The Higher Regional Court substantially dismissed the complaint and substantially allowed the countercomplaint. The Court found that the defendant had indisputably realized the technical teaching of the patent-in-suit, but that it was entitled to use it due to a right of prior use existing in its favor pursuant to Sec. 12 (1) German Patent Act (PatG). The Court stated that the right of prior use followed from the supply of a construction kit for a radome consisting of the radome segments and appropriately cut fabric strips. It was decisive in this regard that the assembly in accordance with the patent by the customer was (i) certainly predictable for the defendant, (ii) easy, and (iii) the only reasonable approach in technical and economic respects. 

The reasons for the judgment contain a textbook examination of the right of prior use; the distinguishing element of the present case relates to the specific scope of protection of this right. This is because at the relevant time, the defendant did not perform the construction of protective coverings which is under accuse now, but merely the manufacture and sale of components including a connection solution for a protective covering.

The Senate justifies its conclusion with the recognized principles regarding the scope of the right of prior use, namely that (i) the scope of the right of prior use is basically identical with the content of the exercised possession of the invention, (ii) developments of the prior use that “deepen” the interference with the scope of protection are not covered, but that (iii) the existing right of prior use may cover modifications of the object subject to prior use that lie “within a realization of the patent claim according to the literal sense”.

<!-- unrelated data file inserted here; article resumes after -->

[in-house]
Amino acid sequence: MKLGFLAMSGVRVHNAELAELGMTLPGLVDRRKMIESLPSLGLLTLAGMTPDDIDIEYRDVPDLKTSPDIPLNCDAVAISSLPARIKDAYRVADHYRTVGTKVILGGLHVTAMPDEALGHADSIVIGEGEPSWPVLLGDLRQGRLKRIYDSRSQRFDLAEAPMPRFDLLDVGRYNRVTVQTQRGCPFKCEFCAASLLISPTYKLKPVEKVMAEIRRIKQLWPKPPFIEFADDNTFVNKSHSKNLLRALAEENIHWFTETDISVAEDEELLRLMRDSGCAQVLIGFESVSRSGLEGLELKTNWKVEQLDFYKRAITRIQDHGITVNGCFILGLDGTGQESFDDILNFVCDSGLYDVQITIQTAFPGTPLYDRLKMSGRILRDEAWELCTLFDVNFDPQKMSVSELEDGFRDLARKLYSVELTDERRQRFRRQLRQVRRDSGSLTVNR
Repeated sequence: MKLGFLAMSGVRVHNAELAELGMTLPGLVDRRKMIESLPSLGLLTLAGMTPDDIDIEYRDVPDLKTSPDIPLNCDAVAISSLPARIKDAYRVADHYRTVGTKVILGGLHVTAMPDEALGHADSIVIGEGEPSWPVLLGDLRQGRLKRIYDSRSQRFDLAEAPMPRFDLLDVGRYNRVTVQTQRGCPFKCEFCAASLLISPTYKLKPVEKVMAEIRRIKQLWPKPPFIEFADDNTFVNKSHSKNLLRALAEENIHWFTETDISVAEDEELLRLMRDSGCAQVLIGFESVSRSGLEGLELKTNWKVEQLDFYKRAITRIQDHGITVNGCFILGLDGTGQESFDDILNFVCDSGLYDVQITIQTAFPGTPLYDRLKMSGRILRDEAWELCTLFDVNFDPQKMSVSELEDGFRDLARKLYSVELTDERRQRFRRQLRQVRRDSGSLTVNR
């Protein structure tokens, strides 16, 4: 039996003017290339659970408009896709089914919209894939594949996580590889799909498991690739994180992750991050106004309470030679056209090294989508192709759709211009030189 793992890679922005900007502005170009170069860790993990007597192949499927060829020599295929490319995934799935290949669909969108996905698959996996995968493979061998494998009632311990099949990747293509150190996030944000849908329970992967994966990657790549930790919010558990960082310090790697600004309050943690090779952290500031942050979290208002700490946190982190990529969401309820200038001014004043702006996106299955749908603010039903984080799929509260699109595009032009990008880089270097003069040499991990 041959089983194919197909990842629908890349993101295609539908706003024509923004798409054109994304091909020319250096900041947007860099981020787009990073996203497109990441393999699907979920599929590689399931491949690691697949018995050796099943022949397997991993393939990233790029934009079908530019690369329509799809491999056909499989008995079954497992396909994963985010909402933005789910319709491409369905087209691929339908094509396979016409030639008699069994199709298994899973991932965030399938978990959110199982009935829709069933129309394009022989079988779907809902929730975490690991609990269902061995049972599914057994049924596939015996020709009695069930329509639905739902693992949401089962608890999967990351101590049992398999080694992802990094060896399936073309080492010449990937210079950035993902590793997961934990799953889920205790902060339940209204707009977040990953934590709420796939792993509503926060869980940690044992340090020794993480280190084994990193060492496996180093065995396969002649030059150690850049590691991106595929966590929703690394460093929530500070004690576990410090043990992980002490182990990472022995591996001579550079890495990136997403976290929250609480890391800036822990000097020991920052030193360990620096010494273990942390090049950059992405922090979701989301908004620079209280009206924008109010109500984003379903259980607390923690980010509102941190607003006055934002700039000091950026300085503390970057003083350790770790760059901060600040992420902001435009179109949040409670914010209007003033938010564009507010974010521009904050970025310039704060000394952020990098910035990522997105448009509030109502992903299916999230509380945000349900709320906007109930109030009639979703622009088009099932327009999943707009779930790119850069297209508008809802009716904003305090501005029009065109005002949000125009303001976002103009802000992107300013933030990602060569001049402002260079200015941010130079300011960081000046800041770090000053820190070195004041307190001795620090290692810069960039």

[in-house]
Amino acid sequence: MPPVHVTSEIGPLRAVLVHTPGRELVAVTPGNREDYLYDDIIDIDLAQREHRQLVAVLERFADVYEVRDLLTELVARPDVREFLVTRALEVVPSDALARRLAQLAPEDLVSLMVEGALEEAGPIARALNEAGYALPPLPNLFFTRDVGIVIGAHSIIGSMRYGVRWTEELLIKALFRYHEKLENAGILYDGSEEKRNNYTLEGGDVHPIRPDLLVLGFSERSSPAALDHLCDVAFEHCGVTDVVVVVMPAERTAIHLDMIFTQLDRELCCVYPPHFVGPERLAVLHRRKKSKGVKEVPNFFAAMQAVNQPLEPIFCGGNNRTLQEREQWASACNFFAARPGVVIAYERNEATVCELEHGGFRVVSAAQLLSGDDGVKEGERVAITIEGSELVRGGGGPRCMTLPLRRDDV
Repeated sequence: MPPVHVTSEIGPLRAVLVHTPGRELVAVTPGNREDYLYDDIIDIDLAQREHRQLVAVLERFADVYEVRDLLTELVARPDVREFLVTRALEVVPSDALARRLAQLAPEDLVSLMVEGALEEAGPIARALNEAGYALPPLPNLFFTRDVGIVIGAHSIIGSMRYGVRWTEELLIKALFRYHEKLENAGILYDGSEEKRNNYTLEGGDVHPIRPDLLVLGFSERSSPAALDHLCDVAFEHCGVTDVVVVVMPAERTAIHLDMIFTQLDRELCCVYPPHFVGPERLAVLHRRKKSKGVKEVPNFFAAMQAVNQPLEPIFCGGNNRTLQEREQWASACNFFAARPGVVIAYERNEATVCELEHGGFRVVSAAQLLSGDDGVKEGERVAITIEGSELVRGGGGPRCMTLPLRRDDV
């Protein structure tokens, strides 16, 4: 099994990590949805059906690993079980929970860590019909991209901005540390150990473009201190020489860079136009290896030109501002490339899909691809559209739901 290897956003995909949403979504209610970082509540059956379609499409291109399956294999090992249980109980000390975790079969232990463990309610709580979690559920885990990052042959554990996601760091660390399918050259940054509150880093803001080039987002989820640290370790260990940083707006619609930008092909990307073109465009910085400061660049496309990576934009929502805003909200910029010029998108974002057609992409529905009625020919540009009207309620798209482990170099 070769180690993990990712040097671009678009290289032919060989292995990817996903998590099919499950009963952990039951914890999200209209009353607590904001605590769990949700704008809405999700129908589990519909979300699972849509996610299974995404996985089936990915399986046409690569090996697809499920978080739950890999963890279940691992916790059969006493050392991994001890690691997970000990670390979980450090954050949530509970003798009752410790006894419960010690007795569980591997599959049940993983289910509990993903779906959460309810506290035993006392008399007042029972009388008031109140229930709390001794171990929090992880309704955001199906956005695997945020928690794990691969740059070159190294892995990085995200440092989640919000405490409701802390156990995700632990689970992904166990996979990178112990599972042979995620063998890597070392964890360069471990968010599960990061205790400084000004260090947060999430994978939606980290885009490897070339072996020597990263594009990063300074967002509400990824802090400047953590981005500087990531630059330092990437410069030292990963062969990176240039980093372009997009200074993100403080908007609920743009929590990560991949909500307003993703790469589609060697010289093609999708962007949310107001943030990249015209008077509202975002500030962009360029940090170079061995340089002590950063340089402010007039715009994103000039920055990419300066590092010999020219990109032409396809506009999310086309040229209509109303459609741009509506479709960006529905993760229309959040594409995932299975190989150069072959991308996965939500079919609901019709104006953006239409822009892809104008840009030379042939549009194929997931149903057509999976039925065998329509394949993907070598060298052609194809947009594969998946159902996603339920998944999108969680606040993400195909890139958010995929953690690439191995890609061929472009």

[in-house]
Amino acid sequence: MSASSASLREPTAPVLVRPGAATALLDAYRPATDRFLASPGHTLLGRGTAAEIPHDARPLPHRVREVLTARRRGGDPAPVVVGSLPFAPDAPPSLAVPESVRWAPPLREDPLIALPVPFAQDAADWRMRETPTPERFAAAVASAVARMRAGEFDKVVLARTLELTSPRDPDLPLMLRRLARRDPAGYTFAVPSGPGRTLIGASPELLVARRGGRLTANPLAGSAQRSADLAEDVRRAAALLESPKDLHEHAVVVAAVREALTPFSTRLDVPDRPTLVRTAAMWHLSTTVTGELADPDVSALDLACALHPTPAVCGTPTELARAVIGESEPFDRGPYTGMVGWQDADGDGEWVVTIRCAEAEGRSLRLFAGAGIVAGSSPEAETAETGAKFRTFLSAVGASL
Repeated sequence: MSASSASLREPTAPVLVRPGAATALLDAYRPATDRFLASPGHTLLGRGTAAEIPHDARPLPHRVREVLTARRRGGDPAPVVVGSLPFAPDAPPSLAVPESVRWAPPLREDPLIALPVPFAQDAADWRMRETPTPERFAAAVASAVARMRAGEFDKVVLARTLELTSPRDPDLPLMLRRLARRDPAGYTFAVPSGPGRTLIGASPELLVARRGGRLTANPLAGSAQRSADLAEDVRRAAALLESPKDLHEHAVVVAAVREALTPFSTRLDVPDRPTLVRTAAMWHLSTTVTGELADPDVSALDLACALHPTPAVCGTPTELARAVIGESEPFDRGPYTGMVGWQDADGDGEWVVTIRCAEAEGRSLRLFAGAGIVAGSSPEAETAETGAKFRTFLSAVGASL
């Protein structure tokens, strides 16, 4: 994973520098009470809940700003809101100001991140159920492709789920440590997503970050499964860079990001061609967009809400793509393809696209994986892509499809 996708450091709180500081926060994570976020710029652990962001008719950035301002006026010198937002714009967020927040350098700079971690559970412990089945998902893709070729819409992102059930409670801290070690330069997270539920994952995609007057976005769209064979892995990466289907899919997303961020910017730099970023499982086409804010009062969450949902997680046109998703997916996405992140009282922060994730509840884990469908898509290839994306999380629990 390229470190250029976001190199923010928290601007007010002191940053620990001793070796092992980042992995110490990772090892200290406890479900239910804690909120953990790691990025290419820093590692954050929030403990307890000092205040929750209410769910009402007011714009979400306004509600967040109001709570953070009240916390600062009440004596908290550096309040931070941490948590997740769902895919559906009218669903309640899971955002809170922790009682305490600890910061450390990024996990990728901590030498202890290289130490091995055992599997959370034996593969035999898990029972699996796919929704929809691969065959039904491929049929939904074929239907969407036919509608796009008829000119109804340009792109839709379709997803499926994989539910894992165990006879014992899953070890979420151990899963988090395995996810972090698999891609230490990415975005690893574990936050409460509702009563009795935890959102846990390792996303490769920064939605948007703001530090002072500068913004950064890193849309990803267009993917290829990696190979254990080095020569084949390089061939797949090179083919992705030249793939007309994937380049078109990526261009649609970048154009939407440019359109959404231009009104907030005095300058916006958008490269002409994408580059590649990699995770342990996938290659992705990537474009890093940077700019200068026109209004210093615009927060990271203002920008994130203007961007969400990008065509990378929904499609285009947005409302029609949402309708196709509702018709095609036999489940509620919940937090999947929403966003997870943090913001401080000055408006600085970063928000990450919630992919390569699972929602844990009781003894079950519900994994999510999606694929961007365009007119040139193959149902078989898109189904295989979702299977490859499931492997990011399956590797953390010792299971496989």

Applying this to the specific case, the Senate affirmed a right of prior use both with respect to the device and the method claim on the following grounds: 

1. The Court stated that as regards the device claim, there was a right of prior use, as already the supply of the components did not only constitute an indirect but already a direct patent infringement of a combination patent if the assembly of the individual components into the protected entire device was certainly predictable and easy to accomplish at the customer’s site. The point of view of the prior user was decisive in this regard. These requirements were being met in the present case, which followed, inter alia, from the nature of the supplied components and the agreed purpose.